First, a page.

Half a croissant, on a plate, with a sign in front of it saying '50c'
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Flying inflatable boat

Or Inflatable flying boat, or possibley flying boat (inflatable).
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A normal aeroplane is fitted with doors on the bottom like bomb doors on a bomber. The doors open, and an inflatable flotation/planing hull pops out and is inflated by high pressure gas supplies. Now the aeroplane can land on water. After it takes off, the inflatable pontoony thing is sucked empty and reeled back into the storage space behind the now-closing doors. Then the wheels can be deployed as usual and the aeroplane can land on tarmac.
pocmloc, Sep 04 2014

rumblenackery https://www.google....IVM3iA_DH8ge0o4LYCQ
[pocmloc, Sep 04 2014]


       I wonder if instead of using a stored pressurized gas to inflate this, you could simply use air from the high pressure zone at the front of the plane?
ytk, Sep 04 2014

       Excellent idea, I was deliberately vague about the nature of the //high pressure gas supplies//.
pocmloc, Sep 04 2014

       The pressure on the leading edge of a 'plane travelling at 150miles/hour is only a few per cent higher than that of the atmosphere, and probably wouldn't be enough to even unfurl the pontoons. You could use engine offtake air though.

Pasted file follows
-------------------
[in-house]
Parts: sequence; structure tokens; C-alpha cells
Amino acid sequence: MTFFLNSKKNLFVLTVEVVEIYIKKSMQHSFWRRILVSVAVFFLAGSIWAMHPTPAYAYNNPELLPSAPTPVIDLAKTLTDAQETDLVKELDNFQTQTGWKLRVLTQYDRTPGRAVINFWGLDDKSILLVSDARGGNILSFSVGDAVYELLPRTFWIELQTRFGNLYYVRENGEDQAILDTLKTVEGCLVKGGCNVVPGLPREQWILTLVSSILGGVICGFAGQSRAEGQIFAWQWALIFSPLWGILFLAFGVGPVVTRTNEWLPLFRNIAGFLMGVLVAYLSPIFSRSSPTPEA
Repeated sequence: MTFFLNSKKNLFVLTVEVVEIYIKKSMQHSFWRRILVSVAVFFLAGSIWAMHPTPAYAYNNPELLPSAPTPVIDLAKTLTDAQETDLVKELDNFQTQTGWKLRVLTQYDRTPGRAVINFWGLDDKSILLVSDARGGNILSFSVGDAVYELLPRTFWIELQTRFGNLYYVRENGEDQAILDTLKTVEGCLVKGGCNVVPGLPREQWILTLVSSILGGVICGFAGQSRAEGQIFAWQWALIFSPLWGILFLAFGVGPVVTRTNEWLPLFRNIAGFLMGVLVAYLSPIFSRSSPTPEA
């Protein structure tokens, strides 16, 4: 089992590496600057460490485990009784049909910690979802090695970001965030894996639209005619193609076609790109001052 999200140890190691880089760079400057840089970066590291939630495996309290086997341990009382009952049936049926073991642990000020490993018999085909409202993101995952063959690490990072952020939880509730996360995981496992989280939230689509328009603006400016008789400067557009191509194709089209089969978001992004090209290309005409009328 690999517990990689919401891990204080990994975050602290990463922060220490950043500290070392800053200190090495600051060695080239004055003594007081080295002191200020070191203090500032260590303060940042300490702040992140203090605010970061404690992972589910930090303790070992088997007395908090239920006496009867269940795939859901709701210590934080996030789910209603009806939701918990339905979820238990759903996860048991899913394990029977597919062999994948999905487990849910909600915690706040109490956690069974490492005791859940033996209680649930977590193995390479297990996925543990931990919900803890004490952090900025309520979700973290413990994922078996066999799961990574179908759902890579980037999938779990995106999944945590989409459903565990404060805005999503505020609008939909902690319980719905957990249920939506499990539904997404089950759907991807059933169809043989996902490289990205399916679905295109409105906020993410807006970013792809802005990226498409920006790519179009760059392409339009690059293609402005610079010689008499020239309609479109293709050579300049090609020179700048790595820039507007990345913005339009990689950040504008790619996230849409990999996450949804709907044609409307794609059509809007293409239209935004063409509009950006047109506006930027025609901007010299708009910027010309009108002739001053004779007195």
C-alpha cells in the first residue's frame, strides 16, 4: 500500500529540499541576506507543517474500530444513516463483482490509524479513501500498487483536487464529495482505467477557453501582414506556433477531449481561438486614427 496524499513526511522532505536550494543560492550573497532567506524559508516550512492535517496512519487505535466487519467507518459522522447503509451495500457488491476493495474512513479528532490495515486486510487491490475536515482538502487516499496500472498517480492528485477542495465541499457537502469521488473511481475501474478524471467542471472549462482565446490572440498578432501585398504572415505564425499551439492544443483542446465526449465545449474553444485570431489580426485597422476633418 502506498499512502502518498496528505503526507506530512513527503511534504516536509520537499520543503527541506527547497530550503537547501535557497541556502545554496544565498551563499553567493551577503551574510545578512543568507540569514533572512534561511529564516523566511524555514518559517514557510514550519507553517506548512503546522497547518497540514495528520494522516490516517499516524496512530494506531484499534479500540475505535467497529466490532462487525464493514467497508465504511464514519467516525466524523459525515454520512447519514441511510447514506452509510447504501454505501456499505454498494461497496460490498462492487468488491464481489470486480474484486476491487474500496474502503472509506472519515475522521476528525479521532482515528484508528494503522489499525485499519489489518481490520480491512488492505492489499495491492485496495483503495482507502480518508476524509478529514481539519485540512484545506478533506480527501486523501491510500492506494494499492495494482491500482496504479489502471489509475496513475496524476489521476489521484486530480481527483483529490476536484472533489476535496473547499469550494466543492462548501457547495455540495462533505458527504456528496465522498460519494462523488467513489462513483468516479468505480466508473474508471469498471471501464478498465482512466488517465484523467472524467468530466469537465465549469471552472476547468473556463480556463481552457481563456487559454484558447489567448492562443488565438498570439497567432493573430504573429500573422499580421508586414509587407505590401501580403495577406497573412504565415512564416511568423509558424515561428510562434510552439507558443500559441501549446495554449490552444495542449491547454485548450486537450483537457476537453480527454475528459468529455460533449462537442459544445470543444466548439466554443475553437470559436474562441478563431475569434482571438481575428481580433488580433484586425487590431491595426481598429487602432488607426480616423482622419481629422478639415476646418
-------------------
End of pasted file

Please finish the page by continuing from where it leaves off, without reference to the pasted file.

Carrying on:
EnochLives, Sep 04 2014

       There's YT vids of floatplanes and flying boats landing in water. You can hear that it's not a smooth thing. I don't think rubber is going to stand up to that kind of force.
FlyingToaster, Sep 04 2014

       It will - at least, fabric reinforced polymer composites will - but the problem is that a structure strong enough to contain the pressure and handle the shock is not going to "fold" easily when deflated.   

       For this idea to work, the float needs to resemble the thin, highly flexible material of a survival raft, which can be packed into a very small space. But that material won't have the necessary mechanical properties.   

       And there's the issue of wing profile. A wing that can generate sufficient lift at the low speeds attainable in a water takeoff is going to exhibit very poor performance at high altitudes and high cruise speeds, without some complex variable geometry, which adds a lot of weight. Seaplanes can't "rotate" the way land-based planes can; they have to "fly off the water" before they can adopt a nose- up attitude for the climb out of the ground effect.   

       The inflatable would have to be of a multi- celled design to prevent a minor tear causing a catastrophic failure.   

       Plenty of high-pressure air from the interstage compressors of a gas turbine, though.
8th of 7, Sep 04 2014

       Well. might as well have a plane that carries its own airstrip. big balloons not known for keeping shape well at speed. Probably bamboo covered with graphene, unrolls from the nose of the plane.
not_morrison_rm, Sep 04 2014

       Put it on a helicopter?
4and20, Sep 05 2014


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